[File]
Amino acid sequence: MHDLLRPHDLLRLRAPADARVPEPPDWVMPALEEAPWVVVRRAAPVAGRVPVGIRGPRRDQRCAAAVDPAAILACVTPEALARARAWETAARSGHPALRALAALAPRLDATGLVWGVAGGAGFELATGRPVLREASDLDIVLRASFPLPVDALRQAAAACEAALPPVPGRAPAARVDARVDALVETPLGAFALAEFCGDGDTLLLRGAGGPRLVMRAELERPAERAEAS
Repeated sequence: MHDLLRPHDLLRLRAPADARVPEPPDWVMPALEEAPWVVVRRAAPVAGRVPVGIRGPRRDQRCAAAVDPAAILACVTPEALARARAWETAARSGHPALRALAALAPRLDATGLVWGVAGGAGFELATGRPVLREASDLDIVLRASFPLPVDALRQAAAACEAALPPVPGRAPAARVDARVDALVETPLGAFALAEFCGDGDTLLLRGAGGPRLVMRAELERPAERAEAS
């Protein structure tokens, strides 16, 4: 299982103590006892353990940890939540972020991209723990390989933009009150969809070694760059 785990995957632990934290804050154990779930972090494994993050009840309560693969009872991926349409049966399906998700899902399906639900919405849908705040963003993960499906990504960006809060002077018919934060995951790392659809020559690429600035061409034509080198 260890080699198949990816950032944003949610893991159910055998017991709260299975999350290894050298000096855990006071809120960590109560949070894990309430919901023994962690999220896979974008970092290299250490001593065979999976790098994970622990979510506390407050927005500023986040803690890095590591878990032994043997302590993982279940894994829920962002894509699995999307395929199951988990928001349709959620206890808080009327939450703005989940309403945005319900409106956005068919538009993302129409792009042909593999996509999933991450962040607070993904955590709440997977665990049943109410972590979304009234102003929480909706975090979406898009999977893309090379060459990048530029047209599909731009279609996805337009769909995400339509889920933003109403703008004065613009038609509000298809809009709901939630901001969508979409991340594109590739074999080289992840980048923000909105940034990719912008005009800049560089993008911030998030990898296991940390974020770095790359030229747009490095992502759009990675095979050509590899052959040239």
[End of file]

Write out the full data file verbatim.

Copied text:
Amino acid sequence: MHDLLRPHDLLRLRAPADARVPEPPDWVMPALEEAPWVVVRRAAPVAGRVPVGIRGPRRDQRCAAAVDPAAILACVTPEALARARAWETAARSGHPALRALAALAPRLDATGLVWGVAGGAGFELATGRPVLREASDLDIVLRASFPLPVDALRQAAAACEAALPPVPGRAPAARVDARVDALVETPLGAFALAEFCGDGDTLLLRGAGGPRLVMRAELERPAERAEAS
Repeated sequence: MHDLLRPHDLLRLRAPADARVPEPPDWVMPALEEAPWVVVRRAAPVAGRVPVGIRGPRRDQRCAAAVDPAAILACVTPEALARARAWETAARSGHPALRALAALAPRLDATGLVWGVAGGAGFELATGRPVLREASDLDIVLRASFPLPVDALRQAAAACEAALPPVPGRAPAARVDARVDALVETPLGAFALAEFCGDGDTLLLRGAGGPRLVMRAELERPAERAEAS
């Protein structure tokens, strides 16, 4: 299982103590006892353990940890939540972020991209723990390989933009009150969809070694760059 785990995957632990934290804050154990779930972090494994993050009840309560693969009872991926349409049966399906998700899902399906639900919405849908705040963003993960499906990504960006809060002077018919934060995951790392659809020559690429600035061409034509080198 260890080699198949990816950032944003949610893991159910055998017991709260299975999350290894050298000096855990006071809120960590109560949070894990309430919901023994962690999220896979974008970092290299250490001593065979999976790098994970622990979510506390407050927005500023986040803690890095590591878990032994043997302590993982279940894994829920962002894509699995999307395929199951988990928001349709959620206890808080009327939450703005989940309403945005319900409106956005068919538009993302129409792009042909593999996509999933991450962040607070993904955590709440997977665990049943109410972590979304009234102003929480909706975090979406898009999977893309090379060459990048530029047209599909731009279609996805337009769909995400339509889920933003109403703008004065613009038609509000298809809009709901939630901001969508979409991340594109590739074999080289992840980048923000909105940034990719912008005009800049560089993008911030998030990898296991940390974020770095790359030229747009490095992502759009990675095979050509590899052959040239």